Marijuana has also been found to improve lung health over time. Researchers tested 5,000 adults for their lung function over a 20 year span and found that cannabis users actually showed an increase in lung capacity (Welsh). Many people worry that if they smoke marijuana for medical purposes, it will cause damage to their lungs, yet studies have found that it does not, in any way, impair lung function. Tobacco, which is legal everywhere in the US, actually causes more problems with lungs than cannabis does (Welsh).

Glaucoma which is the disease that causes pressure in the eyeball affects millions of people around the world, but studies show marijuana can treat it. Studies by the National Eye Institute saw that when people smoked marijuana, it decreased pressure in the eye in normal patients, and patients with Glaucoma (Welsh).

The most important evidence toward marijuana is that in multiple studies, cannabis was found to relieve pain. As stated before, marijuana can lower pain as much as one point on a ten point scale. With the effects being much faster than prescription drugs, many states look to the drug for its medical value. Despite this, the DEA continues to classify marijuana as a drug that “Has no medical value.”

Medical marijuana has and will be argued for years to come. For the time being, many activists are fighting to have marijuana legal in all states in the US. The amount of evidence for both sides are substantial yet the pros to medical marijuana are much larger. It has been discussed for years and it has been a huge milestone throughout history.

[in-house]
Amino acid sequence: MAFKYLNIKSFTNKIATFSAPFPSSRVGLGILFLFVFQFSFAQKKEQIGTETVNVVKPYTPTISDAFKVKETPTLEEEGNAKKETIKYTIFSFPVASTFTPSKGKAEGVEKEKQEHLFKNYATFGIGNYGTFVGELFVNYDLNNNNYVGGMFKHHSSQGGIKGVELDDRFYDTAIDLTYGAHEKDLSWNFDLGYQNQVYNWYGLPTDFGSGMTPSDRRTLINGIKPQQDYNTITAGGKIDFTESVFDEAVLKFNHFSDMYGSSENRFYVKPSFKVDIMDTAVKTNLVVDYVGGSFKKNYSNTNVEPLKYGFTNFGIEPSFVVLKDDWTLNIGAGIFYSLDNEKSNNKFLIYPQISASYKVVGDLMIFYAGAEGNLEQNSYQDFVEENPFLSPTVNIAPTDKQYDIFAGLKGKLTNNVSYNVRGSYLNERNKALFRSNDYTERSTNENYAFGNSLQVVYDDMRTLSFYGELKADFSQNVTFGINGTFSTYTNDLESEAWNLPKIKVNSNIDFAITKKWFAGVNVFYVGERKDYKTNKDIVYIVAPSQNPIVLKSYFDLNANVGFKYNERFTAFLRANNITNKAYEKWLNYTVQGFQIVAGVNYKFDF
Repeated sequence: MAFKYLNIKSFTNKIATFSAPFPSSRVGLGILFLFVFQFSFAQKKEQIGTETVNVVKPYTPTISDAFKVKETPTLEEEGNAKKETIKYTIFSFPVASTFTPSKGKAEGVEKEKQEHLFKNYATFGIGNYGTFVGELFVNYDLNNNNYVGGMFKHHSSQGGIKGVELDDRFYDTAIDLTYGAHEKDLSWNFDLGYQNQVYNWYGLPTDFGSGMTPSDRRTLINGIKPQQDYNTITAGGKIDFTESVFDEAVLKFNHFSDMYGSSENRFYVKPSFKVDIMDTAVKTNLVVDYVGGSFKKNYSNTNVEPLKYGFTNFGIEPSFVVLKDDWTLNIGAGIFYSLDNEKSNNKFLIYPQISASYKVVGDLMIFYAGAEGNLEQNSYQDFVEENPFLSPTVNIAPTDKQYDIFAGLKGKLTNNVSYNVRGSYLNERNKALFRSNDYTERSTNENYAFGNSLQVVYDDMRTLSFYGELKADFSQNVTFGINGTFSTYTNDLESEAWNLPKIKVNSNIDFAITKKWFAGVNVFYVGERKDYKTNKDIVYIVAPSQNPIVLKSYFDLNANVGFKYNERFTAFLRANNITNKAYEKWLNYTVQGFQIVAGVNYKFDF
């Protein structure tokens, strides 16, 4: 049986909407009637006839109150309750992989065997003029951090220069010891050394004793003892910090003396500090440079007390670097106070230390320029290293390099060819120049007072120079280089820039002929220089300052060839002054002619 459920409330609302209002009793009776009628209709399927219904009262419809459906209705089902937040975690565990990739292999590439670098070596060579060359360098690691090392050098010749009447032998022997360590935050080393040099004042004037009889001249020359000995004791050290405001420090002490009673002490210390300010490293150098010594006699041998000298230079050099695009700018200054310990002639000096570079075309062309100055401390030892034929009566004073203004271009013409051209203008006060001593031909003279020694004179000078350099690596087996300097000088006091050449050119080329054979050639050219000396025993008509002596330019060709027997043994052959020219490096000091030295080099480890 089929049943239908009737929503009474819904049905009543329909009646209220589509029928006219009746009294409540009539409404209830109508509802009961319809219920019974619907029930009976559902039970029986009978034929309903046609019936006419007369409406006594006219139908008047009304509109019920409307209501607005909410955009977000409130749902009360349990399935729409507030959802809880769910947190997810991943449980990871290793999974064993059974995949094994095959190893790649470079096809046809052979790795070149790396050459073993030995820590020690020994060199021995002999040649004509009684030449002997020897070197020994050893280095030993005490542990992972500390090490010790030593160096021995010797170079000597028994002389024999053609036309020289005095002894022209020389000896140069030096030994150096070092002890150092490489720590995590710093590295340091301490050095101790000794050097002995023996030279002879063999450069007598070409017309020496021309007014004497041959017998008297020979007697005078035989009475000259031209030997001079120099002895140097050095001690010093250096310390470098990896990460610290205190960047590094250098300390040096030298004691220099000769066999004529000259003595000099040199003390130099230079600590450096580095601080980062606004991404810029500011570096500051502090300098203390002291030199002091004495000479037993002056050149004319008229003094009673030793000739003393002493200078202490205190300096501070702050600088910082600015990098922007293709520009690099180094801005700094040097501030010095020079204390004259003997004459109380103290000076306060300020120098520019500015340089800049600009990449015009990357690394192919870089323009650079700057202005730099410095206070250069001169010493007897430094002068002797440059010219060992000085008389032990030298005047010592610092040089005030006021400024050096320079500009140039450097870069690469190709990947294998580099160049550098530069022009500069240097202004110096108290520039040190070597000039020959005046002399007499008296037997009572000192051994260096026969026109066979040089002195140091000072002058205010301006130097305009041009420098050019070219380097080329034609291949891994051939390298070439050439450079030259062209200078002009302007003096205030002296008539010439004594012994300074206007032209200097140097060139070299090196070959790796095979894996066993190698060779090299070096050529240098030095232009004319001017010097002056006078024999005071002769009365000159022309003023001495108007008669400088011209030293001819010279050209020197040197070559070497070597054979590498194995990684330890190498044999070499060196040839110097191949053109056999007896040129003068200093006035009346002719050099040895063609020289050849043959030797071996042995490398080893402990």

Works Cited

Balko, Radley. “Since Legalization, highway fatalities in Colorado are at near historic lows.”

The Washington Post, 5 August 2014, www.washingtonpost.com/news.

Carroll, Aaron. “How ‘Medical’ Is Marijuana.”

The New York Times, 20 July 2015, www.nytimes.com/2015/07/21/upshot/.

Ingraham, Christopher. “More and more doctors want to make marijuana legal.”

The Washington Post, 15 April 2016, www.thewashingtonpost.com/medical

Johnson, Megan. “8 Facts You Might Not Know About Marijuana.”

US Health News, 1 July 2010.

Legg, Timothy. “Marijuana Facts, Effects, and Hazards.”

Medical News Today, 8 September 2016, 

Nirappil, Fenit. “Black lawmakers push bills to diversify medical marijuana industry.”

The Washington Post, 27 January 2016, www.thewashingtonpost.com/articles

“Did you known this about medical marijuana?” Procon.org, 19 April 2013.

Welsh, Jennifer. “23 Health Benefits of Marijuana.”

Business Insider, 20 April 2014.